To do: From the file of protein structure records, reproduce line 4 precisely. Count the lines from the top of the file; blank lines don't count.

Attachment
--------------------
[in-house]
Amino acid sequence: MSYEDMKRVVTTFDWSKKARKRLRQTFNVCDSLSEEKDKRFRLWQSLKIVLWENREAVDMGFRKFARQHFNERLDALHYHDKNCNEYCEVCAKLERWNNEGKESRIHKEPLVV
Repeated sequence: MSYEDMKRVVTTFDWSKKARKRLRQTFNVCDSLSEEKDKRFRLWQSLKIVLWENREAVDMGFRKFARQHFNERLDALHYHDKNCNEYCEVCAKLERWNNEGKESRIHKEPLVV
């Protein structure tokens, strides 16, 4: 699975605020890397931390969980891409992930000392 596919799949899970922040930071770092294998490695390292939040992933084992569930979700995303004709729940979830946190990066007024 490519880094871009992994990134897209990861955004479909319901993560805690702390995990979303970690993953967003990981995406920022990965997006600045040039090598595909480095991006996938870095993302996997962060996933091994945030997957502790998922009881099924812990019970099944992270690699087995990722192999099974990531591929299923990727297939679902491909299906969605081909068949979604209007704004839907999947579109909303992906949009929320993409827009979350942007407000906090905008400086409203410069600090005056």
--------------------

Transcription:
């Protein structure tokens, strides 16, 4: 699975605020890397931390969980891409992930000392 596919799949899970922040930071770092294998490695390292939040992933084992569930979700995303004709729940979830946190990066007024 490519880094871009992994990134897209990861955004479909319901993560805690702390995990979303970690993953967003990981995406920022990965997006600045040039090598595909480095991006996938870095993302996997962060996933091994945030997957502790998922009881099924812990019970099944992270690699087995990722192999099974990531591929299923990727297939679902491909299906969605081909068949979604209007704004839907999947579109909303992906949009929320993409827009979350942007407000906090905008400086409203410069600090005056």